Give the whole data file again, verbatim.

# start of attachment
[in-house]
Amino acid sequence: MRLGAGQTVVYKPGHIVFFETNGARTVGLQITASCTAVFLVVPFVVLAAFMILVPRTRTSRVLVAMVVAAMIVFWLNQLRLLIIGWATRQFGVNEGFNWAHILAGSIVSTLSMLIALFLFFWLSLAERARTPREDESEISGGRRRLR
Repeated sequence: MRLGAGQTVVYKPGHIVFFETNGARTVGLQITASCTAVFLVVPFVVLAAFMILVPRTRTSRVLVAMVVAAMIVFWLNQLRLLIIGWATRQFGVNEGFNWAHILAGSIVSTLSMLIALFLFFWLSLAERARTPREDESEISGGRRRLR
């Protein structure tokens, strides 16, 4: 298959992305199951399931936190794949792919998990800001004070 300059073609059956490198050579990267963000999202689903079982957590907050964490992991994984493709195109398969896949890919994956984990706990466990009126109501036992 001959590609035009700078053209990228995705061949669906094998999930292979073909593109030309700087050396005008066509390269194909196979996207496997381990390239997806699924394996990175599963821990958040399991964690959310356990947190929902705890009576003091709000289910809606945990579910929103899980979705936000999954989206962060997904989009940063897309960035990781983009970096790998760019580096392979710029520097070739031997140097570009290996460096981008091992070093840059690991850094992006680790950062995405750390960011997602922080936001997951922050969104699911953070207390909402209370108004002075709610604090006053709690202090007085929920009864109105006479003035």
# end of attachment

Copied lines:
[in-house]
Amino acid sequence: MRLGAGQTVVYKPGHIVFFETNGARTVGLQITASCTAVFLVVPFVVLAAFMILVPRTRTSRVLVAMVVAAMIVFWLNQLRLLIIGWATRQFGVNEGFNWAHILAGSIVSTLSMLIALFLFFWLSLAERARTPREDESEISGGRRRLR
Repeated sequence: MRLGAGQTVVYKPGHIVFFETNGARTVGLQITASCTAVFLVVPFVVLAAFMILVPRTRTSRVLVAMVVAAMIVFWLNQLRLLIIGWATRQFGVNEGFNWAHILAGSIVSTLSMLIALFLFFWLSLAERARTPREDESEISGGRRRLR
């Protein structure tokens, strides 16, 4: 298959992305199951399931936190794949792919998990800001004070 300059073609059956490198050579990267963000999202689903079982957590907050964490992991994984493709195109398969896949890919994956984990706990466990009126109501036992 001959590609035009700078053209990228995705061949669906094998999930292979073909593109030309700087050396005008066509390269194909196979996207496997381990390239997806699924394996990175599963821990958040399991964690959310356990947190929902705890009576003091709000289910809606945990579910929103899980979705936000999954989206962060997904989009940063897309960035990781983009970096790998760019580096392979710029520097070739031997140097570009290996460096981008091992070093840059690991850094992006680790950062995405750390960011997602922080936001997951922050969104699911953070207390909402209370108004002075709610604090006053709690202090007085929920009864109105006479003035």